Georgia Bulletin

The Newspaper of the Catholic Archdiocese of Atlanta

John in Dubai

Published June 10, 2016

In a world that is increasingly giving way to secularization, many religious rites and symbols no longer have the self-evident power that once moved entire civilizations to raise them to the status of divine origin. As old religious ways of leading the human person to the divine gradually weaken their hold on the human hunger for God, people look around for something or someone that glows with the promise that there is a way through life, a way to a place that is not damaged by imperfection. New movements emerge on the horizon, promising all kinds of benefits if you join up, subscribe, contribute.

And some people look to technology to provide what the divine apparently no longer can.iphone

I was with some friends in Singapore, and we met for lunch at a place near a river. It was a good time. We enjoyed a good meal and conversation and watched boats sail up and down the river.

During the meal John periodically checked his iPhone, for which he had purchased some kind of navigation device. It provided so many things—it amazed me. With the press of a few buttons, the little screen lit up and you could see just where you were (and if you were moving, just where you were going). It had the time, the date, the weather, traffic conditions, and precautionary notes. John has been and is a source of directional knowledge for a lot of people.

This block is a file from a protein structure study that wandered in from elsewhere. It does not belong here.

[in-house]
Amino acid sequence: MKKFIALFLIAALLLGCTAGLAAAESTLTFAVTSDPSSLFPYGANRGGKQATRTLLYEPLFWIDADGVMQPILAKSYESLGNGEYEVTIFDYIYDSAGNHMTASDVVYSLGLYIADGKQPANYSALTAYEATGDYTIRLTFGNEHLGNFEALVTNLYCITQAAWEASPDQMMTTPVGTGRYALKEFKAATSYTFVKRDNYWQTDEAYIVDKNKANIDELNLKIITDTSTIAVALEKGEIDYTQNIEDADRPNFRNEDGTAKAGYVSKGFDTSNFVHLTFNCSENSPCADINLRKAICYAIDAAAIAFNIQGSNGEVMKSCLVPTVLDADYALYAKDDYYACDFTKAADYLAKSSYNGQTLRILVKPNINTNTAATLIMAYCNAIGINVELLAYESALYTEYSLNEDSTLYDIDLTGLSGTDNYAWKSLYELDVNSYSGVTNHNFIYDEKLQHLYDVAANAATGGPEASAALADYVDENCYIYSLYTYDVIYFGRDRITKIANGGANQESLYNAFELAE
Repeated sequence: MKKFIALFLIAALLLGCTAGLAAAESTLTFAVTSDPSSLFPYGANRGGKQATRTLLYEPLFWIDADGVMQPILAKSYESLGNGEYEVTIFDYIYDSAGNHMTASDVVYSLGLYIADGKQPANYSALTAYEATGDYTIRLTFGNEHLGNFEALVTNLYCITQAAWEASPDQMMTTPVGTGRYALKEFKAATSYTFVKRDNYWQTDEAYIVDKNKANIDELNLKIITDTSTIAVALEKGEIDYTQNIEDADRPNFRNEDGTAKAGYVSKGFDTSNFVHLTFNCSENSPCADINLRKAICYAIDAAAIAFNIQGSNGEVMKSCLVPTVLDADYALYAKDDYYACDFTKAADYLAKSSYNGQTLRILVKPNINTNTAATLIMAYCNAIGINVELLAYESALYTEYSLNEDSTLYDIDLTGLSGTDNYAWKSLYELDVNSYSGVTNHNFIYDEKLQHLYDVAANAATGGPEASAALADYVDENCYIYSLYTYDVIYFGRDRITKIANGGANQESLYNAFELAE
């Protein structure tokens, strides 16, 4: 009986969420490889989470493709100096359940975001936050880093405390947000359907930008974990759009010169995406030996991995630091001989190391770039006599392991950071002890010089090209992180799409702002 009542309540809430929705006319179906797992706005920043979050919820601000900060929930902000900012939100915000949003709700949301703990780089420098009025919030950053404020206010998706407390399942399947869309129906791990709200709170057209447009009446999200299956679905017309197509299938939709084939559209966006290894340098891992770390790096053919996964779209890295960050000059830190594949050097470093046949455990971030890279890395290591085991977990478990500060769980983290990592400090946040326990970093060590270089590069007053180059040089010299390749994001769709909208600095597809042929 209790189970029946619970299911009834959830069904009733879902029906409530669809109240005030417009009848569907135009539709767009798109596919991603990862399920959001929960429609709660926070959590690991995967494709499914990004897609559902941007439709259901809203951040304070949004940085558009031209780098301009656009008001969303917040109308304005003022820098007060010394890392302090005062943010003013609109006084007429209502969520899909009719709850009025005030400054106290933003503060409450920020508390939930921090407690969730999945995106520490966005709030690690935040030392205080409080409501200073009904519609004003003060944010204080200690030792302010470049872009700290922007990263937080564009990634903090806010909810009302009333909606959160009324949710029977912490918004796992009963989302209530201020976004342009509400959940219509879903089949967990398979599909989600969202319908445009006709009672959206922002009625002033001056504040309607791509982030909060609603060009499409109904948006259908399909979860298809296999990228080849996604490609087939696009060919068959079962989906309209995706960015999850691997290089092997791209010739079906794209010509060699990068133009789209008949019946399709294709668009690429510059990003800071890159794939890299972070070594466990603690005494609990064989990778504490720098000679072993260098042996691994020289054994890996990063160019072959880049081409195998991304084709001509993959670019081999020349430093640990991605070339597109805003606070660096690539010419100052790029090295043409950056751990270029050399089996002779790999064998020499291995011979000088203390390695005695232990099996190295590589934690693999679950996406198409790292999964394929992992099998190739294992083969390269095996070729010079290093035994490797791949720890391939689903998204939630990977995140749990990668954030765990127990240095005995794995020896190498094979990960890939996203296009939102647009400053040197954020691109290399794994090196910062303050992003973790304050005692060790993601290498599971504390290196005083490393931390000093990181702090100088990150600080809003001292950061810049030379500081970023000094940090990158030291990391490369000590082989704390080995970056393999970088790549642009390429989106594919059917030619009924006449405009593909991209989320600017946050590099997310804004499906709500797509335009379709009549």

We finished our lunch and sauntered outside and meandered a bit in front of the restaurant. The last time I saw John his face was buried in his iPhone and he was walking. And he kept walking. And soon we lost him. The area was very crowded, packed with tourists and Singaporeans, but we could not see John. We agreed to split up to look for him. I headed back to the dock—we had taken a small boat across the river to the restaurant—and when I got there I saw John, still walking very slowly, his head bowed, scanning his iPhone. I called out to him, and he looked up and smiled. And then he looked about and said, “Where is everybody?” I told him that everybody was looking for him.

Well, our little group got back together, and there were no more problems with John and his wanderings. But I have thought back on that day. Technology—say, iPhones—is as good as it helps you find your way. But when you do not even know that you are seemingly finding your way while at the same time losing your way—that can be problematic.

John’s wandering is a minor and harmless example. But there are more frightening and tragic examples of people who, when seduced by the allures of power, technology and control, move through life assured that they have found the “the way” even though that “way” brings hardship, loss and deprivation to millions.

I find it interesting that John did not know he was lost—and we went out of our way to find him.

Might it be said that those among us who think they know the way through life are opening the way for God to come and show us all a way of life that is right and good?

In some ways, we need more than our navigational devices and GPSs, as marvelous as these may be. But they are not good enough. They do not let us know when we have gone off track and cannot lead us to what we have lost. I think only God can do that.

Trappist Father James Stephen Behrens is a monk at the Monastery of Our Lady of the Holy Spirit in Conyers. His books are available at the monastery web store at